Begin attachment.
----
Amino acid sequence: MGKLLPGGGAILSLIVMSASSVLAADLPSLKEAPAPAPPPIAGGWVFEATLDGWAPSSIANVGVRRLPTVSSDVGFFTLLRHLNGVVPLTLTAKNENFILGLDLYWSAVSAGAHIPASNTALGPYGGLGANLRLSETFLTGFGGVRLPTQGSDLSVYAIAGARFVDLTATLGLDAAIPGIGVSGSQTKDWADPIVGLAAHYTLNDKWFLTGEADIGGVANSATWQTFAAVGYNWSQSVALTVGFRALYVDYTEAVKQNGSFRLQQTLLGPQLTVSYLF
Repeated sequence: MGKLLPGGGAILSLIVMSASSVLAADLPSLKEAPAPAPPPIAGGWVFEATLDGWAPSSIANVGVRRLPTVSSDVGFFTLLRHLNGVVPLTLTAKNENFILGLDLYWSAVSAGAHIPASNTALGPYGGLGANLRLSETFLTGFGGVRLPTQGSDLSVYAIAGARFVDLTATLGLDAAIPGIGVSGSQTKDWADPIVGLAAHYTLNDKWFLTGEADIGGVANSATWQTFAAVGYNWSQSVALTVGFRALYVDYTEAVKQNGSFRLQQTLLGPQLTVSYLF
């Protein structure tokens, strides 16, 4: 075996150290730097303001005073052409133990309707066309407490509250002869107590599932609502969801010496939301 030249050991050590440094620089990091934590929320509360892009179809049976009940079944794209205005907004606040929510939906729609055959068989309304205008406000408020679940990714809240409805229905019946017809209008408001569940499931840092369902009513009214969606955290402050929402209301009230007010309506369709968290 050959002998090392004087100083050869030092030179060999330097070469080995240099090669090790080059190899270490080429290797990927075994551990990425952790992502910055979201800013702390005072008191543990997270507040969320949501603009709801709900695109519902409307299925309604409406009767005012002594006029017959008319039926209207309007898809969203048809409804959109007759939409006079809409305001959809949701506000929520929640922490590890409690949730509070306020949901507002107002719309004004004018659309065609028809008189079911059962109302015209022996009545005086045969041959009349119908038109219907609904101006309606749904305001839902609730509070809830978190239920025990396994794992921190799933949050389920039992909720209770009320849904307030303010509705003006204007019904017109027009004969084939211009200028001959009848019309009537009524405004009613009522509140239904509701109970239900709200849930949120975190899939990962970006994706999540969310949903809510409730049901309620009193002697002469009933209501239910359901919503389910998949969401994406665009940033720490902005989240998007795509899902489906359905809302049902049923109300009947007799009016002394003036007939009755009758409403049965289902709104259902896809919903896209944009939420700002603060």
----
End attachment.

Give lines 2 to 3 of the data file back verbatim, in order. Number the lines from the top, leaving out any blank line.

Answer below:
Repeated sequence: MGKLLPGGGAILSLIVMSASSVLAADLPSLKEAPAPAPPPIAGGWVFEATLDGWAPSSIANVGVRRLPTVSSDVGFFTLLRHLNGVVPLTLTAKNENFILGLDLYWSAVSAGAHIPASNTALGPYGGLGANLRLSETFLTGFGGVRLPTQGSDLSVYAIAGARFVDLTATLGLDAAIPGIGVSGSQTKDWADPIVGLAAHYTLNDKWFLTGEADIGGVANSATWQTFAAVGYNWSQSVALTVGFRALYVDYTEAVKQNGSFRLQQTLLGPQLTVSYLF
């Protein structure tokens, strides 16, 4: 075996150290730097303001005073052409133990309707066309407490509250002869107590599932609502969801010496939301 030249050991050590440094620089990091934590929320509360892009179809049976009940079944794209205005907004606040929510939906729609055959068989309304205008406000408020679940990714809240409805229905019946017809209008408001569940499931840092369902009513009214969606955290402050929402209301009230007010309506369709968290 050959002998090392004087100083050869030092030179060999330097070469080995240099090669090790080059190899270490080429290797990927075994551990990425952790992502910055979201800013702390005072008191543990997270507040969320949501603009709801709900695109519902409307299925309604409406009767005012002594006029017959008319039926209207309007898809969203048809409804959109007759939409006079809409305001959809949701506000929520929640922490590890409690949730509070306020949901507002107002719309004004004018659309065609028809008189079911059962109302015209022996009545005086045969041959009349119908038109219907609904101006309606749904305001839902609730509070809830978190239920025990396994794992921190799933949050389920039992909720209770009320849904307030303010509705003006204007019904017109027009004969084939211009200028001959009848019309009537009524405004009613009522509140239904509701109970239900709200849930949120975190899939990962970006994706999540969310949903809510409730049901309620009193002697002469009933209501239910359901919503389910998949969401994406665009940033720490902005989240998007795509899902489906359905809302049902049923109300009947007799009016002394003036007939009755009758409403049965289902709104259902896809919903896209944009939420700002603060």